Every time I visit, wild Bighorn Sheep wander the outskirts of Radium Hot Springs village. Sinclair Falls is worth seeing from Juniper Trailhead, between Kootenay National Park entrance station and the hot springs.

The Hound's Tooth (2819 meters) rises above Bugaboo Glacier in Bugaboo Provincial Park, in the Purcell Range of the Columbia Mountains, British Columbia, Canada.  (© Tom Dempsey / PhotoSeek.com)

The Hound's Tooth (2819 meters) rises above Bugaboo Glacier in Bugaboo Provincial Park, in the Purcell Range of the Columbia Mountains, British Columbia, Canada. The Spires Trail to Conrad Kain Hut is 6 miles round trip with 2400 ft gain. This image was stitched from multiple overlapping photos. (© Tom Dempsey / PhotoSeek.com)


I booked our AirBnB (your signup supports my work) lodging in Brisco for 5 nights near my beloved Bugaboo Provincial Park, which is accessible via 75-minutes of dirt road in the Purcell Range of the Columbia Mountains. Although short and scenic throughout, the Spires Trail to Conrad Kain Hut is very steep (6 miles round trip with 2400 ft gain), forged by climbers drawn to this park’s soaring rock pinnacles. The sun-drenched slope (85 to 91 degrees F in the sun) overheated Carol, who turned back just above the ladder. Starting closer to sunrise would have kept us cooler. I persevered to be rewarded by one of my favorite views in the world: the Hound’s Tooth nunatak rising above Bugaboo Glacier, plus Snowpatch Spire and other pinnacles soaring overhead.

The Lieutenants Range rises above Lake of the Hanging Glacier in the Purcell Range of the Columbia Mountains, British Columbia, Canada. (© Tom Dempsey / PhotoSeek.com)

The Lieutenants Range rises above Lake of the Hanging Glacier in the Purcell Range of the Columbia Mountains, British Columbia, Canada. (© Tom Dempsey / PhotoSeek.com)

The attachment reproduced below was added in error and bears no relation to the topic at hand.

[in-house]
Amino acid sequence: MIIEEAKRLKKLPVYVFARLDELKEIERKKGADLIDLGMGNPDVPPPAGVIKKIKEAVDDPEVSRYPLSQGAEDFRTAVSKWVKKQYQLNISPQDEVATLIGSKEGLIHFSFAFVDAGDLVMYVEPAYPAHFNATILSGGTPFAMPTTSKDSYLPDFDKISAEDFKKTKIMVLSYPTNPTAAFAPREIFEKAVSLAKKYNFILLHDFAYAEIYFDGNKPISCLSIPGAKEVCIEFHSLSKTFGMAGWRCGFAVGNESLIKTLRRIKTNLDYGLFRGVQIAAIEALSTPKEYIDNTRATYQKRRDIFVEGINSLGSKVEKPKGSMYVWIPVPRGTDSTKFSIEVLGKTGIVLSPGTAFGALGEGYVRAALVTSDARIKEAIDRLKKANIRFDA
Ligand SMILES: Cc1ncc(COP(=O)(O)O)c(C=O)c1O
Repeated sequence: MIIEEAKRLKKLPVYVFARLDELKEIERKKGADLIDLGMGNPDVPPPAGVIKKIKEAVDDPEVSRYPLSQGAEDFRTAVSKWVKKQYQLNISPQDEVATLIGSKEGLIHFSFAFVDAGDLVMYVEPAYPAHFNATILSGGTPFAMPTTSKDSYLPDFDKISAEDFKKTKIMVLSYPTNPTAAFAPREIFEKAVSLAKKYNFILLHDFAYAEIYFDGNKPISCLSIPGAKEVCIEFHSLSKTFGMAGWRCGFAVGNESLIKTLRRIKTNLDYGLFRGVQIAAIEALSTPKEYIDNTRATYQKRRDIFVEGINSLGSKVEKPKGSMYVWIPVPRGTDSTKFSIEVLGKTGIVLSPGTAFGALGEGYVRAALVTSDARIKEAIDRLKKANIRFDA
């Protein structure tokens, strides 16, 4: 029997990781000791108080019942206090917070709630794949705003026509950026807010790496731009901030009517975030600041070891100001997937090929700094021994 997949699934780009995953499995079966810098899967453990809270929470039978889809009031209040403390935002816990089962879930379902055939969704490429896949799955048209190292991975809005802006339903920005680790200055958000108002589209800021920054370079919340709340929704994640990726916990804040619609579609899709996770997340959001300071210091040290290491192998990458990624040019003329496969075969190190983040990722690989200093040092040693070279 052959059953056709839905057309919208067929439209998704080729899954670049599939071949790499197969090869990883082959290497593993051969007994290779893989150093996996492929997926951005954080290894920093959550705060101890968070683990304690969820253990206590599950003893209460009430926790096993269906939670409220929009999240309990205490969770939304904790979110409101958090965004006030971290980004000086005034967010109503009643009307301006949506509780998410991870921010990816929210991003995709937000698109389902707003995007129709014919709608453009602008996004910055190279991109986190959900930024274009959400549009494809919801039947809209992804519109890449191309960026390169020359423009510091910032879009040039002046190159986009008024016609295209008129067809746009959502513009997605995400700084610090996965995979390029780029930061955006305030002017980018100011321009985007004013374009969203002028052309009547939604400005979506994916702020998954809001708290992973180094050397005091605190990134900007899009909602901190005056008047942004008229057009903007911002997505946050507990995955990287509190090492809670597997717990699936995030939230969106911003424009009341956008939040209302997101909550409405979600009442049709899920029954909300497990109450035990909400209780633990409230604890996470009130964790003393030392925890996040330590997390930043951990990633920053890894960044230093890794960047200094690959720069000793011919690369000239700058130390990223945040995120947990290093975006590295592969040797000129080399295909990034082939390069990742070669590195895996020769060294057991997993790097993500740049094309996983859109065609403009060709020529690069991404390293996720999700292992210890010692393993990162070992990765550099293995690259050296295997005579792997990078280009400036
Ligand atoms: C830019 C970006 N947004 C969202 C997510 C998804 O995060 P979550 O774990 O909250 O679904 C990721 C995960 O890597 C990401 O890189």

While it still remains a wild adventure, consider hiking to the Lake of the Hanging Glacier, which features floating icebergs calved from Jumbo Glacier. The lake’s scenic reward was worth the effort of hiking over and under 60 fallen trees each way. Drive 1.5 hours west of Radium Hot Springs on the dirt Horsethief Creek Forest Service Road, preferably in a high clearance vehicle. On 2018 July 19, our low-clearance Toyota Prius V succeeded in crossing a planked wetland and two streams to reach the parking pullouts at 1 km from the trailhead, where a deep road dip finally blocked the car. From there we hiked 11.7 miles round trip with 3100 feet cumulative gain to the impressive lake. Fascinating lichen and rock patterns lie on stepping stones across the lake outlet. The spectacular Jumbo Glacier perches precariously above Lake of the Hanging Glacier. This wilderness wonder is threatened not only by global warming, but also from the huge Jumbo Glacier Resort planned/debated immediately south of Lieutenants ridge.

Swirling orange & blue rock pattern. Lake of the Hanging Glacier Trail, Purcell Range, Columbia Mountains, British Columbia, Canada. (© Tom Dempsey / PhotoSeek.com)

Swirling orange & blue rock pattern. Lake of the Hanging Glacier Trail, Purcell Range, Columbia Mountains, British Columbia, Canada. (© Tom Dempsey / PhotoSeek.com)

For hikers, I recommend a newly-updated book covering this corner of BC: Mountain Footsteps: Hikes in the East Kootenay of Southeastern British Columbia (2018 Fourth Edition). (I call it “Strong Mountain Footsteps” for short.) This area has much to bring us back, such as hiking Jumbo Pass, Hourglass Lake, and Tanglefoot Lake.

Lichen polygons. Boom Lake Trail, Banff National Park, Alberta, Canada. (© Tom Dempsey / PhotoSeek.com)

Lichen polygons. Boom Lake Trail, Banff National Park, Alberta, Canada. (© Tom Dempsey / PhotoSeek.com)


In Banff National Park, the scenic Boom Lake trail featured the mother lode of lichen polygon patterns, a holy grail for this nature travel photographer.

Boom Lake, Banff National Park, Alberta, Canada. (© Tom Dempsey / PhotoSeek.com)

Boom Lake, Banff National Park, Alberta, Canada. (© Tom Dempsey / PhotoSeek.com)

Lawson Lake reflects the limestone fangs of Mounts Maude, French (3244 m), and Jellico. (© Tom Dempsey / PhotoSeek.com)